Perry, too, has proposed a flat tax, but his plan has met with skeptics over the option for taxpayers to choose his plan or stick with the old tax code.
One of the other main topics is how to cope with the nation's $15 trillion debt and $1.3 trillion debt while trying to help an economy that grew at just 2 percent in the last quarter.
Raising taxes is anathema, though, to the Republican base, so the candidates have tried to sell their tax plans as both growth-friendly and less burdensome on those suffering most during the downturn.
"We're looking for a person to win this nomination and show a consolidated, reliable resolve to reduce and focus on a small government, on the essential task of government while engaging in the policies that encourage growth in the private sector," Dick Armey, former House Republican majority leader and tea party organizer, told CNBC.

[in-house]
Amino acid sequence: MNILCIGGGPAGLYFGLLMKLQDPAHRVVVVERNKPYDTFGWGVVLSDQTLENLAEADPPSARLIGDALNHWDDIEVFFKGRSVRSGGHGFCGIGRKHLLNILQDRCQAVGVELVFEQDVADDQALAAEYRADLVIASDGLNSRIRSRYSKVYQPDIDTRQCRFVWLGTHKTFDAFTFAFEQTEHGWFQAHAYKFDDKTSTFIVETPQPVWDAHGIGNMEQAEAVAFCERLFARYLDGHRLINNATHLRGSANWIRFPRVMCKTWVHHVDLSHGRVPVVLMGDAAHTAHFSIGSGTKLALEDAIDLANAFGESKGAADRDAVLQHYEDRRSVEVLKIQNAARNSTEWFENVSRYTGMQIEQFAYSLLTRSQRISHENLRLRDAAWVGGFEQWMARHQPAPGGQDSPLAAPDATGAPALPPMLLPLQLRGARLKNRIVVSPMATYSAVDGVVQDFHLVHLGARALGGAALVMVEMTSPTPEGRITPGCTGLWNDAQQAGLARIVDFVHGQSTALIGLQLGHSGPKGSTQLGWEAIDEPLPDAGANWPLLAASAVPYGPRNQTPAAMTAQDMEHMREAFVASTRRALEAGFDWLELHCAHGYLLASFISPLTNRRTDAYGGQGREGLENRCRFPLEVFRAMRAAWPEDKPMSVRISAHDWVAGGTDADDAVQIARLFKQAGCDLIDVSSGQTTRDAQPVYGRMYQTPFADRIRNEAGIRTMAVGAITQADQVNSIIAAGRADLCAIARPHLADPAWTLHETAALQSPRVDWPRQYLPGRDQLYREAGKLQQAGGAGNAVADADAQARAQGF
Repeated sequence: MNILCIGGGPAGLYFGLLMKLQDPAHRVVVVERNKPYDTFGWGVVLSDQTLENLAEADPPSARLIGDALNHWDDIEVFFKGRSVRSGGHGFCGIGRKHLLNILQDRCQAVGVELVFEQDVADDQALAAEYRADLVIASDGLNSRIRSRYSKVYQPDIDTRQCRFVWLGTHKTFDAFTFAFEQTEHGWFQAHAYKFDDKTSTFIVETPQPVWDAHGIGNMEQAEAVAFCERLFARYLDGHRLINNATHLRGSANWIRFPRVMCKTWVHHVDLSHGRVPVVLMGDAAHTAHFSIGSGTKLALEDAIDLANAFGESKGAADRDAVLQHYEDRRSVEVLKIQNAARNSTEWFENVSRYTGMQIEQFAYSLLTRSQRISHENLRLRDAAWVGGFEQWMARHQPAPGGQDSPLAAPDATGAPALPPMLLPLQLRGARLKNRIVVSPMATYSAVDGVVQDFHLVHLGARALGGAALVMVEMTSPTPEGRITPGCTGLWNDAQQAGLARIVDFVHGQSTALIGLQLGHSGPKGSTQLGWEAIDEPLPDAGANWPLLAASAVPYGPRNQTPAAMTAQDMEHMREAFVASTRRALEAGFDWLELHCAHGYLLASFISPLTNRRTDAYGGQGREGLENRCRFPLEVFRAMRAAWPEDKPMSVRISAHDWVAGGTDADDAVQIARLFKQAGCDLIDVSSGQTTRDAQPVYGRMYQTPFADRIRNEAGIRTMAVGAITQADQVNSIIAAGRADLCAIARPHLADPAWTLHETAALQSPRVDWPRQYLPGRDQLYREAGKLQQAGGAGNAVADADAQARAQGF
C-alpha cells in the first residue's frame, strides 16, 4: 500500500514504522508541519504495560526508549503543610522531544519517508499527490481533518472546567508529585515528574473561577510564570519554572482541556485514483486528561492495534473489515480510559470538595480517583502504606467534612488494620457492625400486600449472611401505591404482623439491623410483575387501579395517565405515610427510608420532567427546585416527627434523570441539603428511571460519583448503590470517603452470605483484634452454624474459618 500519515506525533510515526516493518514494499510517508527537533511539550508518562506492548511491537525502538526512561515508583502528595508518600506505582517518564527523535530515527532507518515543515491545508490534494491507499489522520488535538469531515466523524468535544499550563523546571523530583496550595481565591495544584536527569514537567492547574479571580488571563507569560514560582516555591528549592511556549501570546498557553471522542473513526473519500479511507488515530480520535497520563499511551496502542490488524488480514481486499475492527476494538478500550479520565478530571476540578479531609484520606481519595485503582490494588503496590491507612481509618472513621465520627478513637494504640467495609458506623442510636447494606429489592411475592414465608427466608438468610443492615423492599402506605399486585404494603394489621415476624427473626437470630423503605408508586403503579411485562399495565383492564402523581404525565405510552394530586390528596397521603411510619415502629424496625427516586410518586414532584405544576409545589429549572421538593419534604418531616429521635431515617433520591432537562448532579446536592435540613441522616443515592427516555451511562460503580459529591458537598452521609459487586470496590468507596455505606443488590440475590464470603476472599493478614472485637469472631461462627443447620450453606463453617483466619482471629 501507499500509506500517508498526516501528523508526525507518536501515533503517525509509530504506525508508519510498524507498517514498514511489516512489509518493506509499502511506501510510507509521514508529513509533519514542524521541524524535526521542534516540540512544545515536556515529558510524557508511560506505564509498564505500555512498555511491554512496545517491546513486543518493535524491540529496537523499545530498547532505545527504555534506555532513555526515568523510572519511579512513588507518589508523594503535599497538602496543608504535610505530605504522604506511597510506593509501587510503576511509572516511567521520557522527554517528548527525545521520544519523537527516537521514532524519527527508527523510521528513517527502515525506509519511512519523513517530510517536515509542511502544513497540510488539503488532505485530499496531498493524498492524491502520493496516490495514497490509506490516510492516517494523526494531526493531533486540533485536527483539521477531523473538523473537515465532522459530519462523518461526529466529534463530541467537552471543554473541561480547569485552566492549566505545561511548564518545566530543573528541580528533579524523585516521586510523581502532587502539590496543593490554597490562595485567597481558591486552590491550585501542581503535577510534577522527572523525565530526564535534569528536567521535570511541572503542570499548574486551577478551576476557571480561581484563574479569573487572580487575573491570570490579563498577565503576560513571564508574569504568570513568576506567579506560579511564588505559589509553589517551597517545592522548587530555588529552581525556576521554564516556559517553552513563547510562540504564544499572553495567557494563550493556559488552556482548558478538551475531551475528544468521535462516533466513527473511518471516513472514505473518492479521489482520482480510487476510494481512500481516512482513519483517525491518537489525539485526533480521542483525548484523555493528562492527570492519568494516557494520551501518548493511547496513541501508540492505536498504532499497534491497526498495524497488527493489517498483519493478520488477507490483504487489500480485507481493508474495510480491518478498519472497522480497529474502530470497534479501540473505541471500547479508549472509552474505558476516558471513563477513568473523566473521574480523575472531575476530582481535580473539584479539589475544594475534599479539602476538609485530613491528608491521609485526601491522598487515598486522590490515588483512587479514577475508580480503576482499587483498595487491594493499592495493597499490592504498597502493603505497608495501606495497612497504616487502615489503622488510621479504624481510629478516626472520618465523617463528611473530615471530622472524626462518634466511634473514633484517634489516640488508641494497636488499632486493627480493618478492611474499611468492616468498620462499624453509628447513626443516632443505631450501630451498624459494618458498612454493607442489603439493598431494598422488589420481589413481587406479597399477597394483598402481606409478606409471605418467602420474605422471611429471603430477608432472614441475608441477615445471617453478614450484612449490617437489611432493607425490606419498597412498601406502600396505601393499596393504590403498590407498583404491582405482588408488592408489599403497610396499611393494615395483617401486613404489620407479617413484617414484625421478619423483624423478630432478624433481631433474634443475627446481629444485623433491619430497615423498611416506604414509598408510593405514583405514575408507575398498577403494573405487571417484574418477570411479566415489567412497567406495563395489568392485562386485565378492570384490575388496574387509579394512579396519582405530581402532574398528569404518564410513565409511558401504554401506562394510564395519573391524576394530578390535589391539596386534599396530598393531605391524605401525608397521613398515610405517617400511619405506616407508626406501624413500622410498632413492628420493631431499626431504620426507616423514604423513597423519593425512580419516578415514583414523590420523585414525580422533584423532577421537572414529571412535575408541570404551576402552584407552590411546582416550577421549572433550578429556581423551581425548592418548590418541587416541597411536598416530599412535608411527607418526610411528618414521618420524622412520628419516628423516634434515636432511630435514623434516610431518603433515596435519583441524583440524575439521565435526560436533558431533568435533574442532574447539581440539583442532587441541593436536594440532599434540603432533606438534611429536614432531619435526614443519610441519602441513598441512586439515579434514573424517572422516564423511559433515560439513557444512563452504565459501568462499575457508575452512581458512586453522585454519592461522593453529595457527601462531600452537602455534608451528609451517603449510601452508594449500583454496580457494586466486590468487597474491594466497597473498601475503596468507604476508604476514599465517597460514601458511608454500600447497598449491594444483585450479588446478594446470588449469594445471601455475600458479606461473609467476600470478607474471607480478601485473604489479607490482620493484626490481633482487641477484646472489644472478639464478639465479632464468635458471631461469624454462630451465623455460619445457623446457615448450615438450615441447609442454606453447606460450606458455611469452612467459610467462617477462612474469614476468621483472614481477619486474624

Voters have been fickle about whom they see as most able to accomplish those goals.
Polling in recent weeks showed a two-man matchup between Cain and Romney.
Perry's position has been the most volatile.
He declared his candidacy on Aug. 13 and vaulted to the status of immediate front-runner, but has seen his fortunes slip during Cain's emergence. Cain's primary weakness has been debates just such as these, where he has had difficulty displaying the vision and charm he uses to sway crowds along the campaign trail.
The candidates also teed off on China, with Romney blasting "cheaters like China" and both he and Gingrich saying the U.S. needs to impose penalties even if it risks a trade way.
Huntsman — the former ambassador to China under Obama — said that would be a mistake.
"We've had a 40-year relationship with China. It is a troublesome and problematic relationship, very complicated," he said. "You can throw out applause lines and say that you're going to slap on tariffs. That doesn't work."